It's as a writer that he lets himself down. His scripts are poorly structured; his handling of character development is abysmal. The biggest problem with Outlaw is the portrayal of the gang. How do they feel about what they're doing? How do they feel about each other? This should be the heart and soul of the film but it's hardly there.
What we do see doesn't make sense - Sandy can't bring himself to hurt the thugs who beat him up but a few scenes later, he's taking part in the armed robbery. This scene comes out of nowhere. Obviously it's a huge step up from beating up yobs and dealers - don't the gang have reservations about getting killed or facing stiff prison sentences? What do they think about using guns, which most of them would never even have fired before? It's not on the screen.
Since we don't share the outlaws' feelings about being vigilantes, we don't feel involved. In previous movies, Nick Love has papered over these sorts of dramatic gaps with extensive narration by his regular star Danny Dyer. This time, dropping the voice-over, he's laid bare a total shambles of a narrative.
Important plot points aren't properly explained. I realised only towards the end that Love apparently thinks the entire British police force is bent. Bob Hoskins has a speech half way through complaining that he hasn't been promoted because he does things "by the book". This can be interpreted in many ways (Is he talking about internal politics? Is he just making excuses?) but what Love means is that the rest of the cops are in the gangsters' pockets. Did the director just assume this is what we all think?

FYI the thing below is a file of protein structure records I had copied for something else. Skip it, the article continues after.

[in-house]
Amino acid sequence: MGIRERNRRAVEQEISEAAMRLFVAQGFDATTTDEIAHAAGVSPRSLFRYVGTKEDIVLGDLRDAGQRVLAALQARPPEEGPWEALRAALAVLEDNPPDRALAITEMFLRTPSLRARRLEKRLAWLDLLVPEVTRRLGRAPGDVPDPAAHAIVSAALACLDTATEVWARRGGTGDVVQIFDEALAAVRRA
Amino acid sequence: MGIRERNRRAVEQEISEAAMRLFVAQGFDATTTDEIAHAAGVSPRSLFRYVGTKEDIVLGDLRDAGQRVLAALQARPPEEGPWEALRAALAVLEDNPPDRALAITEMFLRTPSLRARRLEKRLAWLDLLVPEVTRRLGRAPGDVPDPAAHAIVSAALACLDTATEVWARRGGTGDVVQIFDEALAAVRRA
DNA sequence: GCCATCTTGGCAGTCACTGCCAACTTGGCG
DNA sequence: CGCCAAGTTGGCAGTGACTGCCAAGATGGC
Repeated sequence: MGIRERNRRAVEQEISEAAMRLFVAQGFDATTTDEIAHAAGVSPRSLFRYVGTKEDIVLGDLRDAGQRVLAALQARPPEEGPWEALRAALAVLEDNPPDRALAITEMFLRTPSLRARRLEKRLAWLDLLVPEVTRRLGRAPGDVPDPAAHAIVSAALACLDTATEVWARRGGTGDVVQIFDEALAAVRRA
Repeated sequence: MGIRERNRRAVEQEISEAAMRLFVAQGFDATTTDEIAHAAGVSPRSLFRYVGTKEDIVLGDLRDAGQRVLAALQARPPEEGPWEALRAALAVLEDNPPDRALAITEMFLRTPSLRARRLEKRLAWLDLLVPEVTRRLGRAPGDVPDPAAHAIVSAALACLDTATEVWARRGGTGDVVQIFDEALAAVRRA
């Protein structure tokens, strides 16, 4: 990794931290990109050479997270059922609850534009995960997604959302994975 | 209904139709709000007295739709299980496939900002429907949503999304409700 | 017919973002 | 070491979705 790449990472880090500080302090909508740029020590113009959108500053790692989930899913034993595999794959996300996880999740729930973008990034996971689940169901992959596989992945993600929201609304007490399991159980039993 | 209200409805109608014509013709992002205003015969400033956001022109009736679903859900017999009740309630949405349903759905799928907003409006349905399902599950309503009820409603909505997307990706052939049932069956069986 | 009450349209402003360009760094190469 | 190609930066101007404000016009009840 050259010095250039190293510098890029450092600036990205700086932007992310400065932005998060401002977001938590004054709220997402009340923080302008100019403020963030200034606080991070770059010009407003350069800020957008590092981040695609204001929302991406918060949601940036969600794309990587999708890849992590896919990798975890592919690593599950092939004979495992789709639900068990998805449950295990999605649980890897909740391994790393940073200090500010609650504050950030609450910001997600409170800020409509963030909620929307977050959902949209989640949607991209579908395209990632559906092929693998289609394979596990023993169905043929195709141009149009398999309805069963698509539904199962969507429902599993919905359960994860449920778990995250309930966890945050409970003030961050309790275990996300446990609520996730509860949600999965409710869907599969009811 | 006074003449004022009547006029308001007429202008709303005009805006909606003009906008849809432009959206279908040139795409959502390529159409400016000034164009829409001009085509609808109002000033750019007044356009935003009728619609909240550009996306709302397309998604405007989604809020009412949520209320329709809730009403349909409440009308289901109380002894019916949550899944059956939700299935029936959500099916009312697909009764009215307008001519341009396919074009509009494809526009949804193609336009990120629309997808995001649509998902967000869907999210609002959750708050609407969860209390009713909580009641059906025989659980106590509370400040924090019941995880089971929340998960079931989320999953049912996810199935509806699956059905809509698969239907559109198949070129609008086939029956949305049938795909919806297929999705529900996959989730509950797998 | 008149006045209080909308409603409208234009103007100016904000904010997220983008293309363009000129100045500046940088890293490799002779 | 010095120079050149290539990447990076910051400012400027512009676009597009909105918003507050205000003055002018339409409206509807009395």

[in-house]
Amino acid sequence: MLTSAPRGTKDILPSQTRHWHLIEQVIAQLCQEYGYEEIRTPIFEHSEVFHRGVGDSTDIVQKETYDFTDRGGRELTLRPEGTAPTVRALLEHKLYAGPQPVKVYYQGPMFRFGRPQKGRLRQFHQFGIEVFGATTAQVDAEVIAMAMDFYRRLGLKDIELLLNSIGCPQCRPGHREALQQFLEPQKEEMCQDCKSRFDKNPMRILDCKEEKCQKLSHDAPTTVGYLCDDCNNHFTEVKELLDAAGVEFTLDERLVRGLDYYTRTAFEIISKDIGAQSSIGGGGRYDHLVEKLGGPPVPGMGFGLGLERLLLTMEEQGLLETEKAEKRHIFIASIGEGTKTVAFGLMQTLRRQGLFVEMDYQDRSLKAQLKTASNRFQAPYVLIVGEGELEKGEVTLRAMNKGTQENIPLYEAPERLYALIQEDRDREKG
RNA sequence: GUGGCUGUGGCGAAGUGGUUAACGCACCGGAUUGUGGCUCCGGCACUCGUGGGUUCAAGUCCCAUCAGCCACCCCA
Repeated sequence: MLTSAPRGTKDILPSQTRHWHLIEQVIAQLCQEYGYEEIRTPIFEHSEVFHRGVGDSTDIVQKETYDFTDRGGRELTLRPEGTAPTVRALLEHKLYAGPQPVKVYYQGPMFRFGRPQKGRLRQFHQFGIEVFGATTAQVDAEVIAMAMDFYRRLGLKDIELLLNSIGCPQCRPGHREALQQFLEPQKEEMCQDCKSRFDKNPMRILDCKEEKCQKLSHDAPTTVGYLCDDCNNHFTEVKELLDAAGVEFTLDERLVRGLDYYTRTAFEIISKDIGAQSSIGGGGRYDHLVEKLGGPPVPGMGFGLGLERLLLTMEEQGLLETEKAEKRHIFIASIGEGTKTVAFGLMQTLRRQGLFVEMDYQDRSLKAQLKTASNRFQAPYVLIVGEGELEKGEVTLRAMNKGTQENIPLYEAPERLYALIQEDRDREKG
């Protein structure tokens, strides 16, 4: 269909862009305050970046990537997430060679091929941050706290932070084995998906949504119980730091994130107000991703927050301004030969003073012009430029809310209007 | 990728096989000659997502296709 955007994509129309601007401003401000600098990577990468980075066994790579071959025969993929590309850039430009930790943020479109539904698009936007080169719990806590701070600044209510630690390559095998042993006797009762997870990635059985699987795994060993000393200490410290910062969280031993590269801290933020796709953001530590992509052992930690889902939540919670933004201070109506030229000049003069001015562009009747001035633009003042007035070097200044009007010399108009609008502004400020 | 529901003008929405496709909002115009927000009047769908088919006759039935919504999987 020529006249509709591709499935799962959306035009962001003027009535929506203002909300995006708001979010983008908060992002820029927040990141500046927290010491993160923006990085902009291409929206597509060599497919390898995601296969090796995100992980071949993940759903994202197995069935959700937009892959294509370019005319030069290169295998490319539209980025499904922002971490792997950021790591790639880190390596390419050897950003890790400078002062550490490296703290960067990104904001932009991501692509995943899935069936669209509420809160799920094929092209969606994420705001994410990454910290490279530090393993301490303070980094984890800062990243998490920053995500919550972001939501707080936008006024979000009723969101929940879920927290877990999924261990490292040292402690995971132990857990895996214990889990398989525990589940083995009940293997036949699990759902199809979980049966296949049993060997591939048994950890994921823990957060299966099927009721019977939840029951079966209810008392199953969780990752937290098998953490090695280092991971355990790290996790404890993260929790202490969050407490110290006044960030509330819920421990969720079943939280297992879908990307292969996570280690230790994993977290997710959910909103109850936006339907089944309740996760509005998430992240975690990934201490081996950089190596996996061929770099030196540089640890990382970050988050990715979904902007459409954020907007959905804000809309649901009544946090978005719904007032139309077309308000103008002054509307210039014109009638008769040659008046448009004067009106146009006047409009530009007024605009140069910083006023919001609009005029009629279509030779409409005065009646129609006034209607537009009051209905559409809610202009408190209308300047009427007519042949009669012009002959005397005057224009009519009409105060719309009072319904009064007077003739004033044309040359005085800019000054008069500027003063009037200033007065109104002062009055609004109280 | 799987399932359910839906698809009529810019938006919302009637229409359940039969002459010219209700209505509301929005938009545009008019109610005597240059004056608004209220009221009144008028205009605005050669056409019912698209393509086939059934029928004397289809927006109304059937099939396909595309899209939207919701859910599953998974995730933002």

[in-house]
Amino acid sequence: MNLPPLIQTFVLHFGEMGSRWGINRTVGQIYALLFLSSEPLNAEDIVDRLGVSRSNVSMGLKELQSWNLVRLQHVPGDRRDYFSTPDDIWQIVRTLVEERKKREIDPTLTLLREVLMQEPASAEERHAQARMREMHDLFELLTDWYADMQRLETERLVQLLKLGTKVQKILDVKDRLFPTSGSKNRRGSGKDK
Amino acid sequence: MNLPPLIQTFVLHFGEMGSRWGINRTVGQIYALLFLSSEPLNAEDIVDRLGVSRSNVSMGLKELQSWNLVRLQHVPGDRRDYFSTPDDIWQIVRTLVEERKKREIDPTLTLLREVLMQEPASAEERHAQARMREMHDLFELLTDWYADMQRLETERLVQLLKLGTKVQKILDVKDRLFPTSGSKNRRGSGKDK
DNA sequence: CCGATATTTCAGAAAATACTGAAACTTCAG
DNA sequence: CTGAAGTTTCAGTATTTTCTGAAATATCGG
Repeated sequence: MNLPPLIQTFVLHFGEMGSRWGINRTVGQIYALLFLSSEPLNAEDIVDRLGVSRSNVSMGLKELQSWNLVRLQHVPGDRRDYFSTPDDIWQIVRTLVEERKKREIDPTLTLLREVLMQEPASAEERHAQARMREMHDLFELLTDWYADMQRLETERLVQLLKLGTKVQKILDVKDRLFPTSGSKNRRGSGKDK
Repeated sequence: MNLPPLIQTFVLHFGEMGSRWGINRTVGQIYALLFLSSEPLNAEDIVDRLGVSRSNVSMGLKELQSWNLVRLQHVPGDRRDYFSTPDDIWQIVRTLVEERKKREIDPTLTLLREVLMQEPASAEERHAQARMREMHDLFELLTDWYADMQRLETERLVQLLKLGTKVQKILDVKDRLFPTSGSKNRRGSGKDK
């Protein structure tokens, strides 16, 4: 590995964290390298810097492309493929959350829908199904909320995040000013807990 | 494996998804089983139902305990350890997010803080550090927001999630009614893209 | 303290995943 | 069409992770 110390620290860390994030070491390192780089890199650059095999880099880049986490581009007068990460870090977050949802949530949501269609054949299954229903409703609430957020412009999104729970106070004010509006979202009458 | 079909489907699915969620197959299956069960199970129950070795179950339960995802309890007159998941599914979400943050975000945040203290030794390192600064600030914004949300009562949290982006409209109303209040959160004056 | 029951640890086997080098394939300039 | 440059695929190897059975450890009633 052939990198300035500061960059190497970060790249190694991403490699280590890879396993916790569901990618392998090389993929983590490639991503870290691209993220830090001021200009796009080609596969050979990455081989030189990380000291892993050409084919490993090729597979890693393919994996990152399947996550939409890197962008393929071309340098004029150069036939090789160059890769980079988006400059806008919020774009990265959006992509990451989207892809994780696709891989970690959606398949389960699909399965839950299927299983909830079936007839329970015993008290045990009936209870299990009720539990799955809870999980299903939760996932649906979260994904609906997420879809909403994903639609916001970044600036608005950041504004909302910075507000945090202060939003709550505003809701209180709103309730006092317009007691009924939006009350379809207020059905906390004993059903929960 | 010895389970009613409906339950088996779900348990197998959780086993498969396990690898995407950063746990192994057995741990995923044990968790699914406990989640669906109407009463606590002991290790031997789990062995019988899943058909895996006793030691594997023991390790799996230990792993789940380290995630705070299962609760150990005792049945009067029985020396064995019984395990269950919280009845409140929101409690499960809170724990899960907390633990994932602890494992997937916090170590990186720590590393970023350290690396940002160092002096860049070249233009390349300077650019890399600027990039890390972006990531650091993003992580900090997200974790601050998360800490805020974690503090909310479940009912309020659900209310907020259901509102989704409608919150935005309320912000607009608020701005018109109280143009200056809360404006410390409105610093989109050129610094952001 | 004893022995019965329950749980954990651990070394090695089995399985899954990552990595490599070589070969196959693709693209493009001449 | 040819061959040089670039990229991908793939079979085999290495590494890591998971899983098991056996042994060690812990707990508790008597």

As for the outlaws themselves, Bryant is an enigma, although Sean Bean brings plenty of charisma to the role. Cedric is too clichéed a character. Sandy is barely in the film. It's never explained why the obviously psychotic Hillier is allowed in the group in the first place and the scene where he's finally dropped is badly handled. The only decently developed character is Gene, but the chirpy Danny Dyer is the wrong actor for the part. It's hard to accept him as initially shy and introverted.
Outlaw is a frustrating film because it raises serious, interesting issues and it doesn't deal with them. It spends an hour building up tension and it lets it dissipate. It gives us five potentially interesting characters and it doesn't develop them. Not for the first time with Nick Love, the verdict is great concept, shoddy execution.